Monday, February 09, 2009

CRIKEY: When will anti-war conservatives condemn the so-called war on terror?


The former opinion editor of The Australian (and no doubt author of numerous editorials in The Oz at the time) has made his position on the Iraq war, George W Bush and neo-Conservative foreign policy very clear. In The Oz today, Tom Switzer reminds his readers that he is "someone who strongly opposed the war from the outset ... long believed the Iraq invasion was unnecessary". Switzer disputes any link between Saddam Hussein and al-Qaeda, refers to the "incompetence" of former Prez Dubya and has a go at "the neo-conservative architects of this misbegotten venture". He reminds us also that "democracy was not an export commodity".

I needed Tom’s reminder. Like many who kept a vomit bag handy whilst reading The Australian at the time, I remember The Oz editorial and op-ed sections doing little more than accusing war critics of lacking patriotism. Switzer edited a page and wrote editorials singing lyrics written by Bush, Blair and our own Dubya, John W Howard.

I know many conservatives disagreed on Bush’s foreign policy adventures. From Pat Buchanan to Owen Harries, prominent non-neo-Con conservatives objected not only to war in Iraq but indeed the entire fiasco of torture, murder, mayhem and lawlessness packaged as the "War on Terror".

But can the man who brought Janet Albrechtsen to the national stage now honestly claim he was never a neo-Con after all? Is Switzer changing his tone in line with a new American administration, to shore up his position at the United States Study Centre at Sydney Uni? Can Switzer really legitimately claim to be a critic of the Iraq debacle?

Yes, he can.

As far back as May 2003, Switzer opposed the Iraquagmire in a book review for Quadrant. Switzer lamented the almost near-absence of anti-war sentiment among Australian conservatives when compared to their UK and US counterparts. In a Quadrant article in December ’05, Switzer and Neil Clark argued that conservatives down under "have practically wanted the Australian Army to serve as the American Foreign Legion". They argued the Iraq war was a profoundly unconservative war.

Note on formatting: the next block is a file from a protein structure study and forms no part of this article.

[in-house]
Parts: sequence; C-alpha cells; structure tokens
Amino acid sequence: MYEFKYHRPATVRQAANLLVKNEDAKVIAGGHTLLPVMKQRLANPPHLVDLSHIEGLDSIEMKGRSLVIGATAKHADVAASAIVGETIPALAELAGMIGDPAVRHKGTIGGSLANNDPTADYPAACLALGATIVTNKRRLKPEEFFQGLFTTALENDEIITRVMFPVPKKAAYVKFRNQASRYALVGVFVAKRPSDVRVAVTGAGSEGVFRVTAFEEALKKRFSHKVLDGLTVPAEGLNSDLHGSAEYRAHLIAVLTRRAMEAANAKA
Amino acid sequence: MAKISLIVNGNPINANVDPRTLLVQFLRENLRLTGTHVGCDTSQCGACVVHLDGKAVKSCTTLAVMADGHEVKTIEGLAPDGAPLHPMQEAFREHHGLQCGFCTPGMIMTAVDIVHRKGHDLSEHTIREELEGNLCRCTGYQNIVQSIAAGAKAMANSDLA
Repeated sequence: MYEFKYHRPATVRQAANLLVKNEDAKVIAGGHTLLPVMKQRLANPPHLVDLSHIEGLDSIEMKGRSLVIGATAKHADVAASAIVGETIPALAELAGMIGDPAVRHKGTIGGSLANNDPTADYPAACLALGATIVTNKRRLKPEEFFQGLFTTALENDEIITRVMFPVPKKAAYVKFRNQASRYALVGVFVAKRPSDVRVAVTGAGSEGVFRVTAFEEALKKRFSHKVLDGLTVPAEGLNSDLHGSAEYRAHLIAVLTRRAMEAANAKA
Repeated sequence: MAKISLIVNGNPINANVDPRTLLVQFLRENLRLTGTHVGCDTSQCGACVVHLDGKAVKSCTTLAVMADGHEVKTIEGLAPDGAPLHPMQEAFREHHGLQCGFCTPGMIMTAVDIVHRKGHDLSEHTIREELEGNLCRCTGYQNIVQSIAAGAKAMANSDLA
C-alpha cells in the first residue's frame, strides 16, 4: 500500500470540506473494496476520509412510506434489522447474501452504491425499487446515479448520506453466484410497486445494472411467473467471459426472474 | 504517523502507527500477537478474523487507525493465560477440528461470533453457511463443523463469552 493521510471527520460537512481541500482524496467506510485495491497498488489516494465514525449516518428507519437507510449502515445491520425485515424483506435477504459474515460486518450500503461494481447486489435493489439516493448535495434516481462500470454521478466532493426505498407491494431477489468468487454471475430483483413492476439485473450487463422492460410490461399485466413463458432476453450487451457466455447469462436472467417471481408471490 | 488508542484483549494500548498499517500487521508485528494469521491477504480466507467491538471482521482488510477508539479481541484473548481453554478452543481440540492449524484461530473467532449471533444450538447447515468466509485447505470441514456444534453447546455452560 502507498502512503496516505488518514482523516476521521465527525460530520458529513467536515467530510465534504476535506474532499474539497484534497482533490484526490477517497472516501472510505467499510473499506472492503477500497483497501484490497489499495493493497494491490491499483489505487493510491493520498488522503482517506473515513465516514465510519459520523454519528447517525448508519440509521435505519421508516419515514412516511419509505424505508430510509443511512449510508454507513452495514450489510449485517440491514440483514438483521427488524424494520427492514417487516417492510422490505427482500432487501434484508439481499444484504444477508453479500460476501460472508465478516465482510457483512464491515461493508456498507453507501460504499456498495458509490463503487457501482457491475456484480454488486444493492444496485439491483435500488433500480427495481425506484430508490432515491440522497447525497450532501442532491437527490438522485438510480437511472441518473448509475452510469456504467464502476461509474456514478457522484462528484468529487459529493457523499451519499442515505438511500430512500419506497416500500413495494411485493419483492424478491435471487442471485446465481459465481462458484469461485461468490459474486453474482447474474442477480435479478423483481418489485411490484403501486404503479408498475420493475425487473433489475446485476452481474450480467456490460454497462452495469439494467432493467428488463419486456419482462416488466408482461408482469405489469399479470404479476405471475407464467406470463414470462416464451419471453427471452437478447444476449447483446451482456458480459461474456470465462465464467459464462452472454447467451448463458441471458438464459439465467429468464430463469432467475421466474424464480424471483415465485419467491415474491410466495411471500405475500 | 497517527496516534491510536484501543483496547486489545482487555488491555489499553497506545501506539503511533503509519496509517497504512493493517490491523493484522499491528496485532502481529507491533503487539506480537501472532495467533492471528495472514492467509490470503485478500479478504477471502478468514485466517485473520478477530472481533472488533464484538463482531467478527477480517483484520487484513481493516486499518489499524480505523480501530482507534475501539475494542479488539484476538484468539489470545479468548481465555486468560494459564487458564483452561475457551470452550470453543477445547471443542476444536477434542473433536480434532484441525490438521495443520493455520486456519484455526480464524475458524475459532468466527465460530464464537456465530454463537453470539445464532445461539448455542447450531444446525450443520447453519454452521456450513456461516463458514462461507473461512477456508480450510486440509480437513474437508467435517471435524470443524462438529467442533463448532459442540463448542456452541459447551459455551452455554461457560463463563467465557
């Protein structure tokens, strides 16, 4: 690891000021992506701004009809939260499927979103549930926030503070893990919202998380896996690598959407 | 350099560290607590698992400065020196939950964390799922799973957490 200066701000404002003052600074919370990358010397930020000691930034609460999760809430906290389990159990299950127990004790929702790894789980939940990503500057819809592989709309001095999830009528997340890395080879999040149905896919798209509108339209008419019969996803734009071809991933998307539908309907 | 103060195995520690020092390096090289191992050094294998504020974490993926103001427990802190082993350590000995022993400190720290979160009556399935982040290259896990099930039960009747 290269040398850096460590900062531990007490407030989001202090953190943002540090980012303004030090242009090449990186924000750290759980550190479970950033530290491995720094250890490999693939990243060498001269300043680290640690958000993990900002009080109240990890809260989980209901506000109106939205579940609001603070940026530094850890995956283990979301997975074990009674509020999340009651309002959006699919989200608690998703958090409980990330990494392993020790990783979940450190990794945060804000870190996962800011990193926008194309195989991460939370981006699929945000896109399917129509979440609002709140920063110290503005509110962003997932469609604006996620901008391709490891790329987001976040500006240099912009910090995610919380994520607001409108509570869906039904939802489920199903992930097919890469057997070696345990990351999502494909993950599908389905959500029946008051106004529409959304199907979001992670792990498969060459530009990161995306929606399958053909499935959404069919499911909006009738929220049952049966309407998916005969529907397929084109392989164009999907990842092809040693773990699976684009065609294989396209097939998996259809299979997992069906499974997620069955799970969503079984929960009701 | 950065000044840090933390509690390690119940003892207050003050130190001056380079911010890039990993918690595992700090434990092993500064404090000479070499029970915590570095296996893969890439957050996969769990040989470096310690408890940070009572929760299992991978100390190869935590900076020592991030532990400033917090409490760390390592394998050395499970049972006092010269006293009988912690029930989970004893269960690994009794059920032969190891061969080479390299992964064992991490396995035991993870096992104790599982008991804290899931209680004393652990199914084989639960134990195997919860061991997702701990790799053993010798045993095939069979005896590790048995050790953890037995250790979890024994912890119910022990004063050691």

Now Switzer and other conservatives must acknowledge the Iraq war was part of a wider war on common sense, world peace, the rule of law and democratic values. Yes, two jets did hit the Twin Towers. Yes, bombs went off in Madrid, Bali, London etc. But did that make some "War on Terror" necessary?

There’s no point opposing the Iraq war if you still support all the nonsense associated with it. Nonsense like Guantanamo, like extraordinary rendition, like some crazed theory of the world being divided along neat cultural lines.

Conservatives like Switzer need to acknowledge that the so-called war on terror, not just its Iraqi component, may have had some good consequences and may have been well-intentioned. But by and large, it has been an unmitigated disaster.

First published in the Crikey daily alert on Monday 09 February 2009.

Words © 2009 Irfan Yusuf

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COMMENT: Bushfires ....

I spoke to a friend who lives just outside Melbourne. Her small town wasn't affected by the fires, but at least one neighbouring town was almost completely decimated.

I also received an e-mail from Indonesia. A former Indonesian delegate to Australia on a Muslim Leaders' Exchange Program run by the Australia-Indonesia Institute sent a heartfelt message.

Thus far, media have been extremely sensitive and sensible. However, it doesn't take long for things to change. Who knows whether the tabloids pick this up and use it as a tool to bash each and every individual who happens to tick a certain box on their census forms. In the past, they've had little trouble trawling online forums for comments allegedly representative of entire communities.

I managed to do some trawling of my own and located a small online forum where one of two people have made some insensitive remarks about the vistims and survivors of the bushfires. The same forum contains some fairly robust attacks on those who made the insensitive remarks.

I admit "irfsol" did get a little excited in his responses.

God keep our nation safe.

RACISM: Submission for urgent UN action on NT Intervention ...

A group of respected lawyers acting for ...
... a number of Aboriginal people who reside inPrescribed Areas in the Northern Territory and are subject to the measures of the Northern Territory Intervention ...

... has prepared a 64 page submission and lodged it with the UN Committee on the Elimination of Racial Discrimination. You can download and read the document in full care of the National Indigenous Times website here. It makes compelling reading.

To claim that the Commonwealth government can only overcome profound institutional and other disadvantage of indigenous people by excluding government action from the provisions of the Racial Discrimination Act 1975 (Cth) is effectively an admission that the government action does in itself constitute racial discrimination. Removing disadvantange by racist means may achieve some short term goals, but in the long term it further institutionalises racism.

If you read nothing else in this report, at least read the executive summary.

Words © 2009 Irfan Yusuf

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